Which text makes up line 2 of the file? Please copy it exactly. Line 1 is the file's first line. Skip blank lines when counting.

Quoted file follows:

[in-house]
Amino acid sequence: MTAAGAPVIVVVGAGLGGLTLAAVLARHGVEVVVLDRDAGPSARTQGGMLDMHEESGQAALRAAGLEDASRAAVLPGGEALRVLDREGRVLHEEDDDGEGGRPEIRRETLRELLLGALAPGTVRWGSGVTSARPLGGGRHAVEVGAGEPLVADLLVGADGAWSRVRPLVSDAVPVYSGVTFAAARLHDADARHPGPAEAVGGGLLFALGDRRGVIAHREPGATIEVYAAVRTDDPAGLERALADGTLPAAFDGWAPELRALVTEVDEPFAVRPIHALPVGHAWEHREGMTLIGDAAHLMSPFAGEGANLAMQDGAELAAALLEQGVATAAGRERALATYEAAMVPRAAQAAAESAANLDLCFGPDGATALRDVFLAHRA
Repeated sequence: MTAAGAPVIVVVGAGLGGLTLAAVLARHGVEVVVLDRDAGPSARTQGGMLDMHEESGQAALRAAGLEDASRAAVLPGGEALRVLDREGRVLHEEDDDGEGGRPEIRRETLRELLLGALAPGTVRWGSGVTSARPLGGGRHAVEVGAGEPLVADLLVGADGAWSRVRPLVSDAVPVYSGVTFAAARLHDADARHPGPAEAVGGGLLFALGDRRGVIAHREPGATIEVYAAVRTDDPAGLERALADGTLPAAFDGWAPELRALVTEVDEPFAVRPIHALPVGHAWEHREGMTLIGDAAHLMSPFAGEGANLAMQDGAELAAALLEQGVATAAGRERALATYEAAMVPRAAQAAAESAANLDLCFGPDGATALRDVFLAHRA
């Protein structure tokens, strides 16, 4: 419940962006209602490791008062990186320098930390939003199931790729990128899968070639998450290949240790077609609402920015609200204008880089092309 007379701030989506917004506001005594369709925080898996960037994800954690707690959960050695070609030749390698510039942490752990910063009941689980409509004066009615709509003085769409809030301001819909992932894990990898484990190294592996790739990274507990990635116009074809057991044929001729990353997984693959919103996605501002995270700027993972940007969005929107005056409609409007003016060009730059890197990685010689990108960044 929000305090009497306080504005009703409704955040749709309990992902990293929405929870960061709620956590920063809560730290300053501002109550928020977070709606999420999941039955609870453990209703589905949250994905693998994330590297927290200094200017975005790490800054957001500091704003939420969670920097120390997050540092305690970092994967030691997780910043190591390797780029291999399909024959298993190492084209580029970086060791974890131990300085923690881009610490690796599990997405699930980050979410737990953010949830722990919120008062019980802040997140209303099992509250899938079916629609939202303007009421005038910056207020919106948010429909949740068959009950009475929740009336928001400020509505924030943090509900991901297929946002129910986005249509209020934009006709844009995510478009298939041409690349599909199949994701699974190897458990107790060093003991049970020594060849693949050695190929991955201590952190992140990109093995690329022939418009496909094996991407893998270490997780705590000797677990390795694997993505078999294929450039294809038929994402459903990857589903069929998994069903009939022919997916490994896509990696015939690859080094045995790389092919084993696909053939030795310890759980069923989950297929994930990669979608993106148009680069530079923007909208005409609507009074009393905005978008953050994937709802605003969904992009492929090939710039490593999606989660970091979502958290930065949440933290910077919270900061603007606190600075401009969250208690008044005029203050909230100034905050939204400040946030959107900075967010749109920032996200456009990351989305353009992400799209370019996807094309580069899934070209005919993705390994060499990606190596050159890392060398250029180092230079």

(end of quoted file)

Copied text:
Amino acid sequence: MTAAGAPVIVVVGAGLGGLTLAAVLARHGVEVVVLDRDAGPSARTQGGMLDMHEESGQAALRAAGLEDASRAAVLPGGEALRVLDREGRVLHEEDDDGEGGRPEIRRETLRELLLGALAPGTVRWGSGVTSARPLGGGRHAVEVGAGEPLVADLLVGADGAWSRVRPLVSDAVPVYSGVTFAAARLHDADARHPGPAEAVGGGLLFALGDRRGVIAHREPGATIEVYAAVRTDDPAGLERALADGTLPAAFDGWAPELRALVTEVDEPFAVRPIHALPVGHAWEHREGMTLIGDAAHLMSPFAGEGANLAMQDGAELAAALLEQGVATAAGRERALATYEAAMVPRAAQAAAESAANLDLCFGPDGATALRDVFLAHRA